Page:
Photojournalists Document Life in St. James
Photographers from MU's School of Journalism visit St. James to hone their story-telling skills while adding images to an archive that documents small town life.
It was a bounty of natural resources that brought Thomas James to Maramec Spring in 1826, just six miles from what would later become the city of St. James. He was the first to realize that the rich caldera of iron ore nearby was possible to mine and refine because the spring poured an enormous amount of water, 96 million gallons per day, into the headwaters of the Meramec River. The spring provided power and energy. Power to turn grist mills to grind grain and feed a population that would mine and smelt the iron ore; energy to turn wheels in the forge to power hammers and provide air for blowers to stoke the furnace fires.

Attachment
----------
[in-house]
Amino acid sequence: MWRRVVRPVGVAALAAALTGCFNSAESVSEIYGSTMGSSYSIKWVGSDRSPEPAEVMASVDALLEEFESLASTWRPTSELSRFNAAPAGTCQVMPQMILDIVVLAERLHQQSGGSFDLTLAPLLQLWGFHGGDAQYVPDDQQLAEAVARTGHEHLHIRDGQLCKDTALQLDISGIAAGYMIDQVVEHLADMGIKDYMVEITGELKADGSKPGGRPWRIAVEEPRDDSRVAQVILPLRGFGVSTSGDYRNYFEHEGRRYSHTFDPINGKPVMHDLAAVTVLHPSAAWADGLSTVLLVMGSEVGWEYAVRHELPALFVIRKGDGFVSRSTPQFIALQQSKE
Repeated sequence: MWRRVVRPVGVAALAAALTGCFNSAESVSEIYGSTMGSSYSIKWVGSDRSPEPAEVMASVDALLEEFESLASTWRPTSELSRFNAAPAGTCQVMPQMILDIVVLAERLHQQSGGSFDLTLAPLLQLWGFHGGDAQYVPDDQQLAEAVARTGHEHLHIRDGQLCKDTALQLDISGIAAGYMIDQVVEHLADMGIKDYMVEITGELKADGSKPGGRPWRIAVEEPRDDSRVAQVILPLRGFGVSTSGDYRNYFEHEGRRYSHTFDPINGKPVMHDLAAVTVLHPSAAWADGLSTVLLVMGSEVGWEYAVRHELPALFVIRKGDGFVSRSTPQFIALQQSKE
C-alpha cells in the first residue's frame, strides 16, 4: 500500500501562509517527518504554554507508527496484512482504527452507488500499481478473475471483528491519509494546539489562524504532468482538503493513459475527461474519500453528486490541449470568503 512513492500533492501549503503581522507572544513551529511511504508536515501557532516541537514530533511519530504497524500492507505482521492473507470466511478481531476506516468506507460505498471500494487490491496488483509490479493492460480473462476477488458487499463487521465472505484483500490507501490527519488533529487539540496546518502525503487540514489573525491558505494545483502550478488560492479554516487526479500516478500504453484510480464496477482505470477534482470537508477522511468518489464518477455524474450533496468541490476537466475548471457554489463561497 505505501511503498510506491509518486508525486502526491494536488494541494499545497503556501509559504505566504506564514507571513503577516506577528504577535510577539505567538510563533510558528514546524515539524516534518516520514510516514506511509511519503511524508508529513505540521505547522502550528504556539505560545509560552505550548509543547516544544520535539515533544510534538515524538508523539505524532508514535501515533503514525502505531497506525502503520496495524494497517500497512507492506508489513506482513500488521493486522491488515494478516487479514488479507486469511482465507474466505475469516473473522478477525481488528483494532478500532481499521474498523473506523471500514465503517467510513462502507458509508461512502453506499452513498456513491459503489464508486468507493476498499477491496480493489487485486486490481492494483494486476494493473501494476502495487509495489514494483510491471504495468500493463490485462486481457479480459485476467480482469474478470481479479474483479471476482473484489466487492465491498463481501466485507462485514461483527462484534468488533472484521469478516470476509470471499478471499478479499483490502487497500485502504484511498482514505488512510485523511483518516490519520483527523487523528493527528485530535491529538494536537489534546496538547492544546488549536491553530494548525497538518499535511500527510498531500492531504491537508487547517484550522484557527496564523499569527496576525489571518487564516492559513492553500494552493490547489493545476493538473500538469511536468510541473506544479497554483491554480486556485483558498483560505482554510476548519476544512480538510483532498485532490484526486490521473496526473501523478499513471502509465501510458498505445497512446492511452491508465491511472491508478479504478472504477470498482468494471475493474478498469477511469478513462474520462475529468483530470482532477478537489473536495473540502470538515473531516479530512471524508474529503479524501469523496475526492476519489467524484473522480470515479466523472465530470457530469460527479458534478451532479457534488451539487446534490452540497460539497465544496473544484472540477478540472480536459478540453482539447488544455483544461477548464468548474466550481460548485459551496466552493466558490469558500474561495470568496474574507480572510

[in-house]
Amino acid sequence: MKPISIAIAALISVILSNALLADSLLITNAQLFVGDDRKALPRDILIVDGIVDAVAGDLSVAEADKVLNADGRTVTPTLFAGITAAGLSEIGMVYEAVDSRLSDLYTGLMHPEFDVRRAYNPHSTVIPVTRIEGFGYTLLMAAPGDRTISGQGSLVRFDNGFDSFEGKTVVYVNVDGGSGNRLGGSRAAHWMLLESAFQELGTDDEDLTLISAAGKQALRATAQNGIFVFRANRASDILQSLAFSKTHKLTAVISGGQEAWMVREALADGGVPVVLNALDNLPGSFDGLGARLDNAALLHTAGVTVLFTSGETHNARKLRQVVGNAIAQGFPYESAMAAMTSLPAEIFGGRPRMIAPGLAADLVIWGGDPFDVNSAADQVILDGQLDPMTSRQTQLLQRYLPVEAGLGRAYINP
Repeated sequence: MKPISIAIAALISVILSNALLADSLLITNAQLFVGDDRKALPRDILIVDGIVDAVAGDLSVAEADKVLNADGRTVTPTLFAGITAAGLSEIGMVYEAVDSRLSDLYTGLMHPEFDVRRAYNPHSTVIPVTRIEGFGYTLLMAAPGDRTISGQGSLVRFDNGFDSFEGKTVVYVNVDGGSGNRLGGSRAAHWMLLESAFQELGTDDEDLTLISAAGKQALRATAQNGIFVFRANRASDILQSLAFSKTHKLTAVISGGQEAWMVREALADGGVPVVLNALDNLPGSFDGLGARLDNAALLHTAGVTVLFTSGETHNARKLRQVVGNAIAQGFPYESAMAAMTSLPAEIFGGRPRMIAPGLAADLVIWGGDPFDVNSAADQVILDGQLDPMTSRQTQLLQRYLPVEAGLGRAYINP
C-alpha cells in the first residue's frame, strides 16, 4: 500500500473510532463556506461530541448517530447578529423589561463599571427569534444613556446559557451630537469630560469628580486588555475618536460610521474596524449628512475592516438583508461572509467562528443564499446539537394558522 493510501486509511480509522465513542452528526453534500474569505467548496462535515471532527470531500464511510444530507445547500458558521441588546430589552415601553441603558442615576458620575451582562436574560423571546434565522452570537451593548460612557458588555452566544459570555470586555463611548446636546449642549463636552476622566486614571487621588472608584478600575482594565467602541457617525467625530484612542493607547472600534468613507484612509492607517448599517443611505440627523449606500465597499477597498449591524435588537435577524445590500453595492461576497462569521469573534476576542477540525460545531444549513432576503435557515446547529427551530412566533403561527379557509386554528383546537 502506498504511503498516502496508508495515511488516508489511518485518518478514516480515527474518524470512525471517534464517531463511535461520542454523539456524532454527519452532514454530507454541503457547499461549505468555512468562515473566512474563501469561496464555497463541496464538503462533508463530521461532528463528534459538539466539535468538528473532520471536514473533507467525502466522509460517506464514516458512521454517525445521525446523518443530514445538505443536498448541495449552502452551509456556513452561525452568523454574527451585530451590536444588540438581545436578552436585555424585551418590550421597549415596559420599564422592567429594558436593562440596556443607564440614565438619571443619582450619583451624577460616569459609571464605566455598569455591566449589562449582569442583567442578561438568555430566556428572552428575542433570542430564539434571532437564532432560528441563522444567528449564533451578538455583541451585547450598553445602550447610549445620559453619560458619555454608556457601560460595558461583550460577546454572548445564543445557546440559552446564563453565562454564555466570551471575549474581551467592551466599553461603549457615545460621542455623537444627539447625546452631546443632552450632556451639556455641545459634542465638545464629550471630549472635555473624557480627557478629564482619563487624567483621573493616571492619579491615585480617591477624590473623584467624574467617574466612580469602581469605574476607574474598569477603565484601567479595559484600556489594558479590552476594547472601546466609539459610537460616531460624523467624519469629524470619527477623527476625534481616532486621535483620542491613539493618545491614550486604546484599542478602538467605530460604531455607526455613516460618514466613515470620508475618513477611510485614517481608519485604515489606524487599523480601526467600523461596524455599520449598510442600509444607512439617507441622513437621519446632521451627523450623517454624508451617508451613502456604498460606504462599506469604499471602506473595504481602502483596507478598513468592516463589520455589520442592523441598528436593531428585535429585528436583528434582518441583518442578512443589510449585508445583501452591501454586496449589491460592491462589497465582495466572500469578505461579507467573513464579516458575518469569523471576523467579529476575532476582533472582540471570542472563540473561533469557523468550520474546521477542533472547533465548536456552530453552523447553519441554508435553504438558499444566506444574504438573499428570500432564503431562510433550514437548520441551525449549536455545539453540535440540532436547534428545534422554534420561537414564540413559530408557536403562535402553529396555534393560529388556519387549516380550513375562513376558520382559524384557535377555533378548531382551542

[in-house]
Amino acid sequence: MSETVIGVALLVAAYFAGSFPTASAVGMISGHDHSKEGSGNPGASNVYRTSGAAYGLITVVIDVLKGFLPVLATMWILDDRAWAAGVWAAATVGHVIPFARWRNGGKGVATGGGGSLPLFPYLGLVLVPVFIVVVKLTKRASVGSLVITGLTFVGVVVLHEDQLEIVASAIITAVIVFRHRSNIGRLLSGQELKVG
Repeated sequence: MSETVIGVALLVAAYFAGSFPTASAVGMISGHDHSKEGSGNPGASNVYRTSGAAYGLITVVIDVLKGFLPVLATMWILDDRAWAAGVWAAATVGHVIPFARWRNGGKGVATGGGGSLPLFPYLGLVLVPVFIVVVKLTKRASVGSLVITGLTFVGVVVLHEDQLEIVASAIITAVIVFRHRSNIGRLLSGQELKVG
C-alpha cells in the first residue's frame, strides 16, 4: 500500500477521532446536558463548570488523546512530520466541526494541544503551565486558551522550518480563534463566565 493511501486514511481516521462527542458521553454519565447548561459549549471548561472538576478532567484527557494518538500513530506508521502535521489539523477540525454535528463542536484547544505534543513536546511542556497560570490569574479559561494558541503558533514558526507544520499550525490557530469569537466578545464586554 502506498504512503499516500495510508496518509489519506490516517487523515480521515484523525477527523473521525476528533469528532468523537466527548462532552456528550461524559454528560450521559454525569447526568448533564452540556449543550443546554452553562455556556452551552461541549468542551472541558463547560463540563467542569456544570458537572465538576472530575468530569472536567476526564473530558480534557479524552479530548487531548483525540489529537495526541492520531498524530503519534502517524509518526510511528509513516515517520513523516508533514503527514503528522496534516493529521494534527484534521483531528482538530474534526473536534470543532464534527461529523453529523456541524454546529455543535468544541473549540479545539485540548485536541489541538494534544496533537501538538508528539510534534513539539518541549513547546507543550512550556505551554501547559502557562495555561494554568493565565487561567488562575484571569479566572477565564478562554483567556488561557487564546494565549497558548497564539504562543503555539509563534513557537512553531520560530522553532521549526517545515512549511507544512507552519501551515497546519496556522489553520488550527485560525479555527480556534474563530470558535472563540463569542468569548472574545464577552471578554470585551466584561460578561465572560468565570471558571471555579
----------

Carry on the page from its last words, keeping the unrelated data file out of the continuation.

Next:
Now, nearly two centuries later, it is the opportunity to mine photographic images that brought 40 photographers, 11 eminent faculty and a crew of 17 University of Missouri students to St. James during the last week of September 2008. They came from all corners of America, and from Australia, Belgium, Canada, Germany, India, Japan, Romania, Singapore and the United Kingdom to be part of the 60th annual Missouri Photo Workshop. They came to hone their story-telling skills while adding images to an archive that has documented small town life, in over 40 Missouri communities, for six decades.